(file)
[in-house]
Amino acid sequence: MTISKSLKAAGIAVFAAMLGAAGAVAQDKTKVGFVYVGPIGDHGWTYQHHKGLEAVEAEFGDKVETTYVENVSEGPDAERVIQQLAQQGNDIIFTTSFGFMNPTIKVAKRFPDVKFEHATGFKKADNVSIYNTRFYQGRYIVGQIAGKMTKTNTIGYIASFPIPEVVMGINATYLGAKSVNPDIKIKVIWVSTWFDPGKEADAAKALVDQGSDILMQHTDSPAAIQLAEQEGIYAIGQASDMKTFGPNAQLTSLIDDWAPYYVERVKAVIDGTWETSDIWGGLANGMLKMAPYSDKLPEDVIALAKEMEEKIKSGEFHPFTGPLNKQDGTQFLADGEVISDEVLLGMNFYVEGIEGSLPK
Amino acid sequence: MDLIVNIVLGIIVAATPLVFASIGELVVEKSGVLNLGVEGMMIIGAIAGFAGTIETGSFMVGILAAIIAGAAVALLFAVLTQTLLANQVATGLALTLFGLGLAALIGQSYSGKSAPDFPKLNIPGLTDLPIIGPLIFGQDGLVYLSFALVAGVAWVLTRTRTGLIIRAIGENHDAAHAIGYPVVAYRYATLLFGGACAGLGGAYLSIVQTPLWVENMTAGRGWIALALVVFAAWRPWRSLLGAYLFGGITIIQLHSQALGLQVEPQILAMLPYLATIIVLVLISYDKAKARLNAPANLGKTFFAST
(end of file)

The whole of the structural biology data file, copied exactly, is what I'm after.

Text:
[in-house]
Amino acid sequence: MTISKSLKAAGIAVFAAMLGAAGAVAQDKTKVGFVYVGPIGDHGWTYQHHKGLEAVEAEFGDKVETTYVENVSEGPDAERVIQQLAQQGNDIIFTTSFGFMNPTIKVAKRFPDVKFEHATGFKKADNVSIYNTRFYQGRYIVGQIAGKMTKTNTIGYIASFPIPEVVMGINATYLGAKSVNPDIKIKVIWVSTWFDPGKEADAAKALVDQGSDILMQHTDSPAAIQLAEQEGIYAIGQASDMKTFGPNAQLTSLIDDWAPYYVERVKAVIDGTWETSDIWGGLANGMLKMAPYSDKLPEDVIALAKEMEEKIKSGEFHPFTGPLNKQDGTQFLADGEVISDEVLLGMNFYVEGIEGSLPK
Amino acid sequence: MDLIVNIVLGIIVAATPLVFASIGELVVEKSGVLNLGVEGMMIIGAIAGFAGTIETGSFMVGILAAIIAGAAVALLFAVLTQTLLANQVATGLALTLFGLGLAALIGQSYSGKSAPDFPKLNIPGLTDLPIIGPLIFGQDGLVYLSFALVAGVAWVLTRTRTGLIIRAIGENHDAAHAIGYPVVAYRYATLLFGGACAGLGGAYLSIVQTPLWVENMTAGRGWIALALVVFAAWRPWRSLLGAYLFGGITIIQLHSQALGLQVEPQILAMLPYLATIIVLVLISYDKAKARLNAPANLGKTFFAST